5 Figure 1: Project definition screen Tags are a key feature of BuzzMonitor as they are the primary elements used to categorize search results. When visualizing the results, the user can apply any number of tags to one or more URLs brought by the search. Market researchers to categorize their results, as they like, may use tagging. For example a result could be either positive or negative or relevant or irrelevant. BuzzMonitor allows that these same results may be further classified as say male or female (meaning that they came from a posting written by a man or a woman) and so on. By providing tags to each relevant result the user will refine their search and may generate different reports from the tagged data, such as only positive results or only results posted by women. These reports are the very deliverables of the researcher, which can use the tool not only to gain productivity on their on going projects but also to keep track of every single search that she has ever made using BuzzMonitor as all results include the search date. Figure 2 shows the tagging process in action. Figure 2 - Tagging the results Once a search is finished it is possible to visualize all the results brought by the engine. These results can be furthered filtered by term, by tag, search date or a refined word search within the snippets of each result. There are two kinds of snippets, the manual snippet, which lets the user to copy and paste any relevant piece that she finds on the matched page; and the automatic snippet, which gathers a piece of the text around the term and stores in the application database, the size of this snippet, is determined in the project creation. In the visualization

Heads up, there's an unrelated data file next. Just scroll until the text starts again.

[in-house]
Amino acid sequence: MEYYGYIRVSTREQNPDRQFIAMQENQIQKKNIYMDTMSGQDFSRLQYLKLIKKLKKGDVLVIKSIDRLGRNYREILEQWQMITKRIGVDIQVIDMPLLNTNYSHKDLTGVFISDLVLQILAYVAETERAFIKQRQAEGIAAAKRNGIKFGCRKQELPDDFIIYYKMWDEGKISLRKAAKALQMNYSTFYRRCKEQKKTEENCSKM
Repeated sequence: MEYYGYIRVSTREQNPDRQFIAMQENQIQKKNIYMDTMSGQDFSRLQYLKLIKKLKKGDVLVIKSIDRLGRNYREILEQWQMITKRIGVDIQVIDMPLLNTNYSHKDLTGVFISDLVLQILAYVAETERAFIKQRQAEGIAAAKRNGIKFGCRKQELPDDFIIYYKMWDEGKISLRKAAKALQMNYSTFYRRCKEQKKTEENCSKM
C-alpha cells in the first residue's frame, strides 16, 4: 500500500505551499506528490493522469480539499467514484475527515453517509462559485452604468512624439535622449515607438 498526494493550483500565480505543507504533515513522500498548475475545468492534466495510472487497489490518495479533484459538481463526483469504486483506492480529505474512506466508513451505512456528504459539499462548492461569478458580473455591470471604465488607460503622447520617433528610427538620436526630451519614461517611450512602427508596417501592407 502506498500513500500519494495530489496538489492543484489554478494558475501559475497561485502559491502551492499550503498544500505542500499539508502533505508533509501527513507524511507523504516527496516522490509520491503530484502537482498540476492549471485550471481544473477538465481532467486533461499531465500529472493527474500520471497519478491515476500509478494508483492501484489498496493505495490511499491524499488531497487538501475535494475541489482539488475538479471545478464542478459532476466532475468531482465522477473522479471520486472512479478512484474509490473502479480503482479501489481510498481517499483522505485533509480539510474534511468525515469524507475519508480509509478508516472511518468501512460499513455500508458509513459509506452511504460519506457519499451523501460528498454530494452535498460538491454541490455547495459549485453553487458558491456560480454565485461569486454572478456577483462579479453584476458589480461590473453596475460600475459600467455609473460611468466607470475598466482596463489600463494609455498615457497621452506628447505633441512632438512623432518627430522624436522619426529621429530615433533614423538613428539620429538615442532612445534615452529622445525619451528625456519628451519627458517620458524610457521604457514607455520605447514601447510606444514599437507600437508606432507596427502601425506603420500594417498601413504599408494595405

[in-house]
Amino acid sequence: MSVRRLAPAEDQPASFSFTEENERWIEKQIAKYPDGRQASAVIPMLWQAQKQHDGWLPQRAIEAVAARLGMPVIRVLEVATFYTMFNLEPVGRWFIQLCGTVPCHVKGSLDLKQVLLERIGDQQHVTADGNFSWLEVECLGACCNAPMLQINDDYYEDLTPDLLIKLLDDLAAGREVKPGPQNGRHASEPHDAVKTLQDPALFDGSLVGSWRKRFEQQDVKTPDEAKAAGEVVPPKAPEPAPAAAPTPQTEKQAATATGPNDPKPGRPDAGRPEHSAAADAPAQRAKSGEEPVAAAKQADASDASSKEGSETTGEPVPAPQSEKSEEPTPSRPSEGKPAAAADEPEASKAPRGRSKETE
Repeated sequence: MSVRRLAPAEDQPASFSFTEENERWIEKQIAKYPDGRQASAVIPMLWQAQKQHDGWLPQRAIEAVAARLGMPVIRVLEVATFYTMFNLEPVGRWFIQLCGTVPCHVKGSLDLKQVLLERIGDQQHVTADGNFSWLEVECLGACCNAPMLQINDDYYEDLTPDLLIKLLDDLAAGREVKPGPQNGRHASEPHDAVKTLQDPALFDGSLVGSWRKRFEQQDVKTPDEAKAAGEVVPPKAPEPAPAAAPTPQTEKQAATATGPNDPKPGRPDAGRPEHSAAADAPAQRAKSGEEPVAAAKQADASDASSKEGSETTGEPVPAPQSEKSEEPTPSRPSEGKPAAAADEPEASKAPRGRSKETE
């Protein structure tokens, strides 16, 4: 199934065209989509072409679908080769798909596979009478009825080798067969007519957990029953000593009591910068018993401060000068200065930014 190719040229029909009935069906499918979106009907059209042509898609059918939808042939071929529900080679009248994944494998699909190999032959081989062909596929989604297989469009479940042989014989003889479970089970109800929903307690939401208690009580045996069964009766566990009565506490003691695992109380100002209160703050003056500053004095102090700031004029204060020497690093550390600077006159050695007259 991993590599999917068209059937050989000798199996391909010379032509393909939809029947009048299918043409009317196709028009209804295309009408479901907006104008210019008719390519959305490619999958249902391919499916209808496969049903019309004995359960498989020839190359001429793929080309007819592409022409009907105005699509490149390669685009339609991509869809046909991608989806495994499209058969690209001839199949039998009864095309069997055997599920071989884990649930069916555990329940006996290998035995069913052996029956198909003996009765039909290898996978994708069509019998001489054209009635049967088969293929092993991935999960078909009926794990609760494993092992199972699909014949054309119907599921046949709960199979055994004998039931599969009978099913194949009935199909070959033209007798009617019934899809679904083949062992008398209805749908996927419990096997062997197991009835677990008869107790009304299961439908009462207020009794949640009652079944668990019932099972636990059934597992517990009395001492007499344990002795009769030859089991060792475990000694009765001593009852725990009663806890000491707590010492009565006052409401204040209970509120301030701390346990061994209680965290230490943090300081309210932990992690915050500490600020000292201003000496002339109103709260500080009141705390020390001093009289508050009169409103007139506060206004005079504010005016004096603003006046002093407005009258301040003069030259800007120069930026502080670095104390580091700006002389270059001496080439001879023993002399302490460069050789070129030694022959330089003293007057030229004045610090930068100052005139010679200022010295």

6 mode the user can also archive the irrelevant results, this do not erase the results but hides them from the main view, meaning that the user can still retrieve the archived results and even to reactivate them. Figure 3 shows the refined search screen. The refined search lets the user chooses a time period, a keyword (to be searched within the snippets), a term and to indicate if she wants archived pages or pages that no longer are available on the web (using google cached pages feature). The refined search results encompasses all the relevant data the researcher needs, now all she has to do is to generate a report based on this data. Figure 3 Searching for categorized results Finally after tagging properly all the results and archiving the irrelevant ones, the user goes to the last phase of the process, which is to generate the reports. There are two kinds of reports: the default report gather all the refined search results and display the manual snippet for each result on the report, together with the name of the service (e.g. or the name of the site, the author and the date of publication which may be manually entered by the user for each result. The BuzzMonitor application generates for each result the total number of incoming links and also displays this item at the report. The second report is the automated report, the only difference from the default report is that instead of inserting the manual snippets in the report it will retrieve the automatic snippet. The automated report is useful if the researcher is looking for a brief glimpse of what results she will get from the terms she picked. This may help the researcher to refine her search, tunning her terms or to rapidly generate a preliminary buzz report. 4.1 BuzzMonitor Technology Our first version of BuzzMonitor was developed in Java using IBM open-source IDE Eclipse. BuzzMonitor is organized as three-tier architecture: the presentation or user interface tier, the business tier and the access data tier. The interface relies on JSP (Java Server Pages) for making it possible to implement several advanced features such as expanding and contracting the tree of urls results, tagging such results and generating html reports dynamically. The business tier uses the Standard Java package and the database tier runs on the opensource MySQL database. Figure 4 shows the basic class diagram for the application.